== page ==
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To report an on-line person to SS?

(39 Posts)
Godstopper Tue 22-Nov-16 16:07:27

I am a member of a health group on FB. The group is for a physical condition that is benign in 99% of people but tends to cause anxiety.

I am thinking about reporting one member to social services, and feel vindictive, I will try to explain. Said member has a teenage daughter and:

- Admits that she spends all her time in her bedroom, to the extent of having a bucket in it to go to the loo as she is scared to move incase condition x begins.

- Only leaves to take daughter to/from school, and doesn't interact with her outside of these times.

- Makes offers to pay people from the group to spend time with her.

- Keeps repeatedly having numerous tests despite all of them coming back benign.

- Medical professionals have offered to refer her to a psychiatrist, but she won't, as apparently, they have "missed" something.

- Doesn't wash, clean, or do anything household related.

I have genuine concern for her, and her daughter. I do not like taking on-line things off-line, but I've never seen anyone worried by this condition to this extent. Meanwhile, I've been told off for posting that her consultant was right, and people, quite frankly, are indulging her out of control hypochondria.

Can one help someone like this? I don't understand why the group would continue to encourage her to post the same thing over and over (as she has for a year) but discourage her from seeking actual help. I seem to be living in a parallel universe.

Would I be being vindictive? From my perspective, I see a child being neglected owing to major mental health issues which can be improved to some degree.

Godstopper Tue 22-Nov-16 16:10:49

Also forgot:

- Keeps posting pictures of her weight loss from refusing to eat. She's trying to lose weight so she can stay in hospital (presently down to eight stone having lost four) where Dr's can discover what is "really" wrong with her. So she WILL give herself a serious physical condition if she carries on.

- Sometimes sleeps in hospital car park.

- Only travels to a place within two minutes of a hospital.

CockacidalManiac Tue 22-Nov-16 16:13:15

I don't think that you'd be being unreasonable or vindictive. Perhaps speak to the NSPCC about it?
As for the group, people play different roles in such a situation. Some may be enablers.

Rosae Tue 22-Nov-16 16:14:40

If you did report your concerns it wouldn't be vindictive at all. She's not done anything to you which you are over reacting to.

However, firstly unless you have an address or at least phone number they won't be able to do anything. Ss has no power to get these things. Also if she is involved with that number of professionals and they know how she lives I expect that ss have been involved at some point and somewhere like school maybe monitoring it in the background.

AnchorDownDeepBreath Tue 22-Nov-16 16:16:36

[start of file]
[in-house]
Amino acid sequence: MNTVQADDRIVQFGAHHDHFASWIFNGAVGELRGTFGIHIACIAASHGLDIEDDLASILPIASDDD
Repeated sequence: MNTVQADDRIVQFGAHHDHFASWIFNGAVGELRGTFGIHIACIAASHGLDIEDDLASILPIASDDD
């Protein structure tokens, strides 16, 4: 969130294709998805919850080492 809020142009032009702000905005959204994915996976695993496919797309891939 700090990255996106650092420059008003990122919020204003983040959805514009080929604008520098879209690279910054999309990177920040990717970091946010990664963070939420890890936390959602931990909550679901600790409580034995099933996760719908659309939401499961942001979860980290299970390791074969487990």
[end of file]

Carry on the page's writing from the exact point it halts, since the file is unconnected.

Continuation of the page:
Do you know enough about them to report them? How confident are you that they are telling the truth? I'd say the two biggest scenarios are;

1 - She likes the attention and support she gets from the group so 'worsens' her situation when in the group, which has built up to her saying she never leaves the room, that she's having lots of tests, that's she's refusing psychiatric help - all things that generally, will get a big supportive response. It's really common online - people even pretend they've died. Some people do it again and again in multiple forums.

2 - She has become a bit defined by a fake illness. Some people do. I had a foster mum who found a lump and when from doting on her foster kids and being really happy and healthy to being absolutely convinced that she had terminal cancer. Having a scan in Oncology meant she had cancer; having a headache meant it was spreading to her brain; she started rushing out of public places dramatically if someone sounded ill whilst shouting about a lowered immune system because of the chemo. She'd tell people that we hadn't been out that day because she was tired from treatment. I think initially she was talking through worries but then it became real to her and nobody could 'reach' her to convince her it wasn't true, despite her knowing on some level that she'd been told it wasn't cancer and she wasn't having chemo. She ended up housebound and not dressing or feeding us; we were moved on and she still seemed to be convinced she was seriously sick during letterbox contact for a few years - she told us one year that she was sure it'd be her last Christmas. Nobody needed to call SS for us - we were in a temporary home there so they visited often anyway - but I don't think they could have helped her anyway.

If you're concerned for her daughter and her story seems true, it's probably best to report her to SS, being as objective as possible, and letting them investigate if they need to be involved.

Godstopper Tue 22-Nov-16 16:17:19

I don't want anything bad to happen to her, but it seems clear cut she needs off-line help that is beyond the remit of an on-line support group.

If I do speak to anyone, should I forewarn her?

It's all blown up on the group today after I pointed out she hasn't dropped down dead from x yet despite having had it for a year. I have exactly the same thing, and this level of anxiety is alien to me. Moreover, if my nearest and dearest were becoming affected, I would feel especially obliged to seek non-medical help.

I'll investigate the NSPCC website (maybe they can help by e-mail as I can't phone).

Godstopper Tue 22-Nov-16 16:23:59

Hi Anchor,

1. Obviously, I don't know if she is making some of it up: something that may hint at this is her evasiveness when asked for specific details. For example, she ignores posts that ask how many times she experiences x per day (as a general rule, Dr's won't treat unless it's occurring thousands of times a day in most otherwise healthy people), and sidesteps any talk of seeking psychological help - she's blocked me for explaining how CBT helped me and that anxious people are often the last people capable of rationally evaluating things.